Joe Mascia, who is serving his fifth term as an elected resident commissioner for the Buffalo Municipal Housing Authority, is the MacGyver of local politics: Hand him a mixed bag of materials and he’ll make a bomb out of them, chuck it into the middle of a meeting, and wait for the smoke to clear. Mascia has been especially relentless in his criticism of BMHA lately.
—He’s been asking how the BMHA administration managed to spend millions over contract on the demolition of the Kensington Heights housing complex without approval from commissioners, who must sign off on any expenditure over $25,000. His Freedom of Information requests for the all financial records on the project were stymied by the BMHA’s law department for months, then finally answered last week. But BMHA lawyers insisted he’d have to pay more than $500 for copies of the relevant documents.
Think about that: He’s a commissioner, with fiduciary responsibility for the authority, and he was forced to FOIA documents about the authority’s finances and asked to pay for copies.
We’re told by other sources that the Kensington Heights project has attracted the attention of investigators who need not resort to Freedom of Information law to get the information they want.
—He filed complaints last fall with the inspector general for BMHA’s primary funder, the US Department of Housing and Urban Development, alleging irregularities in BMHA’s contract with the City of Buffalo for police services and the authority’s generous contracts with outside counsel for legal services. In a report released two weeks ago, HUD’s inspector general largely dismissed the first complaint but agreed with Mascia that BMHA seemed to be spending a lot of money on legal work that its in-house legal department ought to be capable of doing. Between October 2011 and July 2014, BMHA spent more than $1.4 million on outside law firms, primarily Hodgson Russ, including almost $900,000 related to the legal mire into which the Kensington Heights project quickly descended. HUD found fault with the means of procurement for $290,000 of those expenditures and asked BMHA to provide supporting documentation to justify them.
For its part, BMHA claimed that it needed outside help because it left its legal department’s head position vacant for 15 months, and that when it finally hired the current general counsel, he spent a good part of his time evaluating and restructuring the functions of the authority’s law department. In other words, they blamed the guy who came before for leaving a mess. No surprise there: “They’re always going to blame the guy who’s gone or the guy who’s dead,” said a local attorney familiar with the BMHA.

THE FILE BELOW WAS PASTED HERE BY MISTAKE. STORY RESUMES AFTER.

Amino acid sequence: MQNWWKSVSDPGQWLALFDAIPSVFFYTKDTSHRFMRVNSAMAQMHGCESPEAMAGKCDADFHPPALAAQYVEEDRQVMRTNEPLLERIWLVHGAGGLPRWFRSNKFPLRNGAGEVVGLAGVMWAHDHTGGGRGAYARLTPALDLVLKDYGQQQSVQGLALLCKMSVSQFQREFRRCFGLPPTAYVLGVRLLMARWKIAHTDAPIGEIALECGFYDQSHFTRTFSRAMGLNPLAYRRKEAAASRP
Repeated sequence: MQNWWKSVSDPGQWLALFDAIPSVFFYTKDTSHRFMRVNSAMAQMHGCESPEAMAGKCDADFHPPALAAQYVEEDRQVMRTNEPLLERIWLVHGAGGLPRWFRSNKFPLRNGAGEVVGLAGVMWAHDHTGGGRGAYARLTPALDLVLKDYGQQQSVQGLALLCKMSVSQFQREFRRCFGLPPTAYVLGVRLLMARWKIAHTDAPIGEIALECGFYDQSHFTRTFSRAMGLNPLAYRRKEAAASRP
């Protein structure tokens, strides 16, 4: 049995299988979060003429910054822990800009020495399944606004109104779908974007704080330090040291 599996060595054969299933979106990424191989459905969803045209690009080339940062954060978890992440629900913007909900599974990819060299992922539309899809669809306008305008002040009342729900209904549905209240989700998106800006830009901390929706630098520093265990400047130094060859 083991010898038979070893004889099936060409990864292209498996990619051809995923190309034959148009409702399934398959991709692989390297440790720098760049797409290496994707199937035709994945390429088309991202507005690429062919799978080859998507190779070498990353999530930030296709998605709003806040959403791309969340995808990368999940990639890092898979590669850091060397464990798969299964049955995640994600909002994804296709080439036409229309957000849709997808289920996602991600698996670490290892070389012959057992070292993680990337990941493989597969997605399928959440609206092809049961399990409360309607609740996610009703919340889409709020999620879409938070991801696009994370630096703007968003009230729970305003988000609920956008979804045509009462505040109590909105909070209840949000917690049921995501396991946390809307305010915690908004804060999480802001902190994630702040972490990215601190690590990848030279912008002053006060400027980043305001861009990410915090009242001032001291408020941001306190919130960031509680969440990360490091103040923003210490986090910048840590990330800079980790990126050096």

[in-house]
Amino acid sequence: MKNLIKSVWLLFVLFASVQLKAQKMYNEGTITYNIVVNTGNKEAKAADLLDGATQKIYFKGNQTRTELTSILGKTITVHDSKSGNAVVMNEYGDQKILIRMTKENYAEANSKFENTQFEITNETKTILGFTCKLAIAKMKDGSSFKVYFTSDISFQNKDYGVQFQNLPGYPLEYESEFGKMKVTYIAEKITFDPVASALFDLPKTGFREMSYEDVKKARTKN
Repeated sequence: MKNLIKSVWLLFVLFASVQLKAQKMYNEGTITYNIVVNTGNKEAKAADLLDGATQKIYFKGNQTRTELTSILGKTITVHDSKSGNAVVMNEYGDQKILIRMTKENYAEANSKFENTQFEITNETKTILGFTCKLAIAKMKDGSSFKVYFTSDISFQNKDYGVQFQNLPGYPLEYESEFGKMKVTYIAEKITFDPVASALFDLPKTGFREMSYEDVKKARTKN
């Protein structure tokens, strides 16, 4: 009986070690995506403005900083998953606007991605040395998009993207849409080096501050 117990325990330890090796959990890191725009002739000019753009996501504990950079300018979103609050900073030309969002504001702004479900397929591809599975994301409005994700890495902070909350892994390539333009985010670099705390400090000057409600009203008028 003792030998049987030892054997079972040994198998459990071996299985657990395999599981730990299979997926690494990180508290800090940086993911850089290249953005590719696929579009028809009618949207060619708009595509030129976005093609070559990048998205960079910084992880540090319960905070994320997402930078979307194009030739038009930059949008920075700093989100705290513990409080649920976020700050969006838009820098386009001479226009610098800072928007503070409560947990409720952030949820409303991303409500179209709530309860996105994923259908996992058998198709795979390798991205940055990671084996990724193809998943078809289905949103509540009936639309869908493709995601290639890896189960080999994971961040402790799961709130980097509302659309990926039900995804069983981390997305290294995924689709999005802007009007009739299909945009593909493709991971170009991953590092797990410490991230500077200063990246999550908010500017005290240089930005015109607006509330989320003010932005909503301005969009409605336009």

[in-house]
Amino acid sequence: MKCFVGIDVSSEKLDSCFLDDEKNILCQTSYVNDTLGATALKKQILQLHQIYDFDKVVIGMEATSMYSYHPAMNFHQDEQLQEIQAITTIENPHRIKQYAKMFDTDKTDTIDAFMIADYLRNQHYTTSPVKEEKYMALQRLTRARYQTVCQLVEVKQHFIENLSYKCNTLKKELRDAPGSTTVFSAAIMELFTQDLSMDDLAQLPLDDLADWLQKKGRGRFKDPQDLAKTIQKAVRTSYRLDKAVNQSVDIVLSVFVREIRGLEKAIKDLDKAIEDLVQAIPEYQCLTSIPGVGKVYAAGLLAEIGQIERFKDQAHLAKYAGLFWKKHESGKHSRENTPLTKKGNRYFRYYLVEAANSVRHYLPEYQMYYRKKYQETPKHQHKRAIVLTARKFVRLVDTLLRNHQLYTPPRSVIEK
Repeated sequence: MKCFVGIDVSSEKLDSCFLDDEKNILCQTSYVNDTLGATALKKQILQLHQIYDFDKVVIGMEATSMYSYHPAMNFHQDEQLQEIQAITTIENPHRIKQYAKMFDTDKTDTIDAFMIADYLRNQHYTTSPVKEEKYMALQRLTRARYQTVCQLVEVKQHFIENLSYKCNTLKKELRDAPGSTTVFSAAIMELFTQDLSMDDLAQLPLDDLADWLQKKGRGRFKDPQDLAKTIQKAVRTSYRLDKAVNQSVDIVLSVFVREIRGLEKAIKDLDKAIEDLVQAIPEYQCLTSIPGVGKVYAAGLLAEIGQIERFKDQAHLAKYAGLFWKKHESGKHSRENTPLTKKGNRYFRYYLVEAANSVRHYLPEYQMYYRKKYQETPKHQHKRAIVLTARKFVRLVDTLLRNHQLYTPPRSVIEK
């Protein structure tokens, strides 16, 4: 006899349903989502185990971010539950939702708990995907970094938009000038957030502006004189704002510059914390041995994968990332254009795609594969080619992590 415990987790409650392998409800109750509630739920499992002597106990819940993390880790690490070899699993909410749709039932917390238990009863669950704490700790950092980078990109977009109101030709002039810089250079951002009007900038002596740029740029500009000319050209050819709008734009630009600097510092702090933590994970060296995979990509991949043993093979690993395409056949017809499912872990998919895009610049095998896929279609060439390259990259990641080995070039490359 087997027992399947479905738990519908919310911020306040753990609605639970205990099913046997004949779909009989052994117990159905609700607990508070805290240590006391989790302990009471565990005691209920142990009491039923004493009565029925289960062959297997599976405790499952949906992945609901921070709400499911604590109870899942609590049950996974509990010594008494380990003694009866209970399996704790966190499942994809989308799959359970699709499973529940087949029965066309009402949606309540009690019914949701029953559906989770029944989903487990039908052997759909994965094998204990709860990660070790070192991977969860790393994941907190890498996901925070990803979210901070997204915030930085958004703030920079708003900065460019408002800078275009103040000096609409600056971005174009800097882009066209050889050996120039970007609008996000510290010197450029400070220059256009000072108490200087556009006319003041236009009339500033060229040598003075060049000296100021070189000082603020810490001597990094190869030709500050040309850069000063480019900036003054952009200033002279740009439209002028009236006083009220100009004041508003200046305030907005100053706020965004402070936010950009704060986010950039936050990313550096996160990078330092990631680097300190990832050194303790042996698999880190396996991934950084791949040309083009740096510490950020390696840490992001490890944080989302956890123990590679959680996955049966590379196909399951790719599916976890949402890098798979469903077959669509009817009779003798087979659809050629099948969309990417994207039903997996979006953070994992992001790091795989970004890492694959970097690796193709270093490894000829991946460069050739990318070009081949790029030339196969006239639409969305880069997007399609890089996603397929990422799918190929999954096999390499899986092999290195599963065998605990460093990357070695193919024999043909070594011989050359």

—Mascia’s frequent partner in bomb construction, Terry Robinson, helped Mascia to file an Article 78 proceeding last week accusing Mayor Byron Brown’s office of failing to follow proper procedures in appointing commissioners to the BMHA board. Essentially, they argue the Common Council never actually approved the appointments; if true, the allegation might require the BMHA board to be re-appointed and then to revisit every decision it has taken in recent months. Sources at the Common Council say they believe Mascia and Robinson are wrong on the law. The matter is before the State Supreme Court.
Why has Mascia been so frenetic in recent months? In part, no doubt, because the contract for BMHA’s executive director, Dawn Sanders, is up for renewal in April. Mascia places a lot of blame for BMHA’s dysfunction at Sanders’s feet. In addition, BMHA has been rated a low-performing agency two years running by HUD; if that happens for a third year in a row, it could lead to a dramatic reduction in federal funding for the authority. That’s a problem in its own right, but never more so than now, given the other bomb Mascia has been brandishing: He says the authority has less than $3 million in its reserves right now, less than HUD requires it to have. BMHA’s administrators have told Mascia there is no minimum fund balance; HUD has told him anything under $3.5 million sets off alarm bells.
MASIELLO AND COUNSEL FINANCIAL
Western New Yorkers beam when a state or national story manifests a local connection. Makes us feel the heave and churn of greater waters. That’s part of the reason that local news media, including this newspaper, paid special attention to the money Assemblyman Sheldon Silver invested in the Williamsville-based firm Counsel Financial Services.
Silver parked about $1 million with the company, which provides loans to personal-injury law firms in advance of anticipated settlements. Silver and his wife earned substantial interest on that investment—between $50,000 and $75,000 each in 2013, for example. Silver’s investments in Counsel Financial and elsewhere are threatened with forfeiture, in the event that US Attorney for the Southern District of New York Preet Bharara is able to prove Silver guilty of corruption charges. In all, Bharara has attached $3.8 million of Silver’s funds.
But one need not look to Albany or lower Manhattan to find politicians invested in Counsel Financial. Guess who else has been earning interest payments from the firm? The campaign committee for Buffalo’s former mayor, Tony Masiello, has received more than $86,500 in interest dividends from Counsel Financial since 2013 and averaged about $40,000 in dividends per year since 2008. Masiello, who left office in 2005 and now is a principal in a lobbying firm, still has about $317,000 in campaign funds available to him, money he has used to remain influential politically. Since leaving office, Masiello has spent more than $820,000 out of his campaign committee. The investments in Counsel Financial represent the committee’s only substantial source of income since Masiello left office.